Jörg Fallmann

Universität Leipzig · Härtelstraße 16-18, 04107 Leipzig · 16667 · fall[at]bioinf.uni-leipzig.de

After my Masters in Molecular Biology at the University of Vienna, I finished my PhD at the Bioinformatics and Computational Biology/Theoretical Biochemistry research group of Ivo L. Hofacker in Vienna.
Currently, I am a PostDoctoral researcher with Peter F. Stadler at the Bioinformatics Group, Department of Computer Science, and Interdisciplinary Center for Bioinformatics of the University of Leipzig.
Im interested in the processes and mechanisms behind the regulation of gene expression, especially on the level of RNA, RNA secondary structure and the plethora of interactions shaping this level. The recent advent of personalized medicine as a field involving huge amounts of data, particularly from high-throughput sequencing, opens new paths for investigations into the roles of RNA regulatory factors as disease initiators and progressors. My interest in non-coding RNAs as such regulators extends from Alzheimer's disease to cancer drivers and biomarker identification.



RNA-protein and RNA-RNA interactions

Gene expression is a very fluid process, enabling organisms to develop and adapt their cells to their environment and needs as necessary. A cruicial part of this process is tight regulation and the RNA interactome is a key layer of the latter. My studies of molecular biology has brought me to this field quite a while ago and what can I say, I'm still fascinated. Even more so, thanks to all the new discoveries enabled by next generation sequencing and the huge amount of insights we can gain from sequencing data. In this context I'm working with all sorts of NGS data, focusing on RIP and CLIP experiments and their integration with data from RNA-Seq and derivatives as well as RNA structure. During my research I was often struck by the feeling that there are two competing worlds, RNA research on the one and protein research on the other hand. Bringing those two worlds together is one of the remaining challenges in my field of research and one of my key interests, the same is true for bridging the gap between molecular biology and bioinformatics.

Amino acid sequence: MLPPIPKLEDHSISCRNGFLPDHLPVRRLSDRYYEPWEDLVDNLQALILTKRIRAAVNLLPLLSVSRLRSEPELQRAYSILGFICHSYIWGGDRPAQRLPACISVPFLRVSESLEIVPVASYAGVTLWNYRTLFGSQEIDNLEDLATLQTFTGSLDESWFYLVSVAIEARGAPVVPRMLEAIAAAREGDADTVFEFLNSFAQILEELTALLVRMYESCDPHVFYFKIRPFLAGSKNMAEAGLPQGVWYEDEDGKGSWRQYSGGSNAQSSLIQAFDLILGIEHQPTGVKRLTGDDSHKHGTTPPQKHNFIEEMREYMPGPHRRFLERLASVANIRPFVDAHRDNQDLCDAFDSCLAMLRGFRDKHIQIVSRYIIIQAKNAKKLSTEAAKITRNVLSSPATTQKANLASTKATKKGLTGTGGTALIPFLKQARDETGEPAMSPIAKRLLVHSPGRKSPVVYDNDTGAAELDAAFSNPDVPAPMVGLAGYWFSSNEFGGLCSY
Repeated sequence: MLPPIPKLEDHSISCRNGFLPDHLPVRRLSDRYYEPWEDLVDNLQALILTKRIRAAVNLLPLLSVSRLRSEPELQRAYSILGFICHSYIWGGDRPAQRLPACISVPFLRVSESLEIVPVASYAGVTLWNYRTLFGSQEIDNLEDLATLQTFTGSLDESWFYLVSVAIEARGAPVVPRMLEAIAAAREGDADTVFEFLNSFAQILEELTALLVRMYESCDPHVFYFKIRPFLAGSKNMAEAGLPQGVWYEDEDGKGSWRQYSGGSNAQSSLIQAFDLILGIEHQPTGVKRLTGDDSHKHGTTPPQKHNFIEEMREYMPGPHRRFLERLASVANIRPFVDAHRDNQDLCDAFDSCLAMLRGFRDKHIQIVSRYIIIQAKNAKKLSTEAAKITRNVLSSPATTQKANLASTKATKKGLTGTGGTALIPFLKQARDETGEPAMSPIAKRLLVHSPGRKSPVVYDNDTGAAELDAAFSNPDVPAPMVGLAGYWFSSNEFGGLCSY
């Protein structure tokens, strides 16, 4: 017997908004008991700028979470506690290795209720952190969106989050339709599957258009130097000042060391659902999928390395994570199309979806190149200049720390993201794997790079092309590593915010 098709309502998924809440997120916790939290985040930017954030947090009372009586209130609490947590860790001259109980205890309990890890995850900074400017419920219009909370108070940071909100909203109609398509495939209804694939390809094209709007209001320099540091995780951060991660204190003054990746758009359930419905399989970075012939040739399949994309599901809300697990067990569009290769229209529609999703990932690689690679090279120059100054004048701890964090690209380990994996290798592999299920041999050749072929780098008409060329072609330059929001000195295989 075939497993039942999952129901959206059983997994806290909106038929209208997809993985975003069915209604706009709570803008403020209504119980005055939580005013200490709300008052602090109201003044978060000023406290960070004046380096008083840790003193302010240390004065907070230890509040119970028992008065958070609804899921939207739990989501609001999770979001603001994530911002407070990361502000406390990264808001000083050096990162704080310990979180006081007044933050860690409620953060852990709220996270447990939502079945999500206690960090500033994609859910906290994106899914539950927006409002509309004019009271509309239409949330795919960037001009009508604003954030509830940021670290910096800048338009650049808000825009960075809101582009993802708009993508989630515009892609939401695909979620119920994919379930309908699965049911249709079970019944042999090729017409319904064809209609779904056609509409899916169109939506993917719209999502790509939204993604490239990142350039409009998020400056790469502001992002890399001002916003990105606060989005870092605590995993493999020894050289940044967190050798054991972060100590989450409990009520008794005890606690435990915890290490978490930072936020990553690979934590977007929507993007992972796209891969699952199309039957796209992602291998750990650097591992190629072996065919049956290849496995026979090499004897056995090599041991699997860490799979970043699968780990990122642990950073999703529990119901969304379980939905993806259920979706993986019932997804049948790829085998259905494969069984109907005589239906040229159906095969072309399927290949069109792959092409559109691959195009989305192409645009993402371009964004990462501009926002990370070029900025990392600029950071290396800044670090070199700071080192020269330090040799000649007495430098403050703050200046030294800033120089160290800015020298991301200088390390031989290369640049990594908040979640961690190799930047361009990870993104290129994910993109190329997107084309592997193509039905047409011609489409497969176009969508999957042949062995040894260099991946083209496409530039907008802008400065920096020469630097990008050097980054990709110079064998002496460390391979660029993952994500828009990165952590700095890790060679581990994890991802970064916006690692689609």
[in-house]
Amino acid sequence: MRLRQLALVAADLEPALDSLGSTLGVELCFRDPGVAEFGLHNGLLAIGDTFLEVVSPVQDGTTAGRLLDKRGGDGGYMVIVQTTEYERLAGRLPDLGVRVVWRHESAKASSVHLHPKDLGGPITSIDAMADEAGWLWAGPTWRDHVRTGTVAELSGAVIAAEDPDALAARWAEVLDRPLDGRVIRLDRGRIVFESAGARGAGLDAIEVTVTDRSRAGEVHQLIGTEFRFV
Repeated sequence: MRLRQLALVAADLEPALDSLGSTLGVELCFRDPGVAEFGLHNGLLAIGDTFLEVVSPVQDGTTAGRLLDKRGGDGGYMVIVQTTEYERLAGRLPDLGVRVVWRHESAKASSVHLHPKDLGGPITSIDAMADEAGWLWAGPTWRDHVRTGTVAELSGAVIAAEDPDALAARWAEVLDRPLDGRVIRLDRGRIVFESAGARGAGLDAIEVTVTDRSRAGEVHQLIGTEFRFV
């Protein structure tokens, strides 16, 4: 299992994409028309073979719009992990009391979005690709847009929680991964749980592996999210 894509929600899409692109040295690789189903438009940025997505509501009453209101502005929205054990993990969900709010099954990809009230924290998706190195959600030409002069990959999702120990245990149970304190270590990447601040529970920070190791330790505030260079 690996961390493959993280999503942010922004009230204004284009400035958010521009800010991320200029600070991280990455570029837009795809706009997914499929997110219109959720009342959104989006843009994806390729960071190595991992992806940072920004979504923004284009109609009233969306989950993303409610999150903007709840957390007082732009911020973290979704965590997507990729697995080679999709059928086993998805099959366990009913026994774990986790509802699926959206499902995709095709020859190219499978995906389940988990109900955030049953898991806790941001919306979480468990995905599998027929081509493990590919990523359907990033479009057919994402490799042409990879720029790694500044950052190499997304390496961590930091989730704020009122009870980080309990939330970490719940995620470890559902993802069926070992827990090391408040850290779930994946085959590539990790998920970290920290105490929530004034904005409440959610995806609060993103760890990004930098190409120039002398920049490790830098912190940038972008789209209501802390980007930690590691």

RNA secondary structure

In contrast to proteins, where the global formation of complex tertiary and quarternary structures is enforced by the hydrophobic effect, and secondary structure is limited to α helices and β sheets. In the world of RNA, folding is a hierarchical process, where base pairs and thus helices, are rapidly formed, while the spatial arrangement of complex tertiary structures usually is a slow process. Secondary structure forms a conceptually important intermediate level of description and explains the dominating part of the free energy of structure formation for RNA. Computation of RNA secondary structure is part of bioinformatical analyses for many years now, with many useful applications available. I'm using the constraint folding framework of the ViennaRNA package to investigate the role of RNA secondary structure as a mediator for cooperative and competitive effects of RNA-protein and RNA-RNA interactions.

RNA turnover

Cis-acting RNA regulatory elements

Kind of in between my other two main research interests is the identification and annotation of regulatory elements on RNA level. With AREsite2 and its predecessor ARESite I'm involved in the annotation of AU-/GU- and U-rich elemens in human and model organisms. This elements are preferred targets of many RNA binding proteins and my mission is to investigate the mechanics that make some of the elements preferred binding sites while other, very similar elements, remain unbound and how that correlates with the cell state and RNA decay mechanisms.

Non-coding RNAs as regulators

RNA as regulatory element

Non-coding RNAs are long known as regulators of transcription and translation. Especially micro-RNAs have gained a lot of attention, being a very versatile and ubiquitary species of RNA which can interact with many other RNAs, DNA or proteins and regulate their fate. I'm developing algorithms to annotate miRNAs in new genome assemblied, as well as fixing existing annotations based on sequence conservation and structure level. Long non-coding RNAs on the other hand are, although recognized as important regulators, not well understood. We still lack a comprehensive annotation of their genomic loci, as well as their role in gene expression regulation. The same is true for circular RNAs, which are potential regulators of many cellular processes and described as cancer progressors. I'm investigating the role of ncRNAs in various diseases, their effect on splicing and their potential as biomarkers.

Teaching and Training

I'm part of a team teaching RNA regulation and the practical course for bioinformatics of RNA and protein structures

As a member of the german platform for bioinformatics de.NBI I'm training people in how to use Galaxy to analyze their data and bioinformaticians how to integrate their tools into this and the bioconda framework.

I'm also involved in teaching algorithms and data structures at the university of Leipzig from 2016 on.

During my time as a student in Vienna I was tutor in various laboratory courses and lectures and courses for bioinformatics



Programming Languages & Tools
Other projects I'm currently involved in


Spare time is rare time and I tend to either use it to get some workout done or waste it with my wife and friends playing online or binge watching the rain away.


Or download my CV here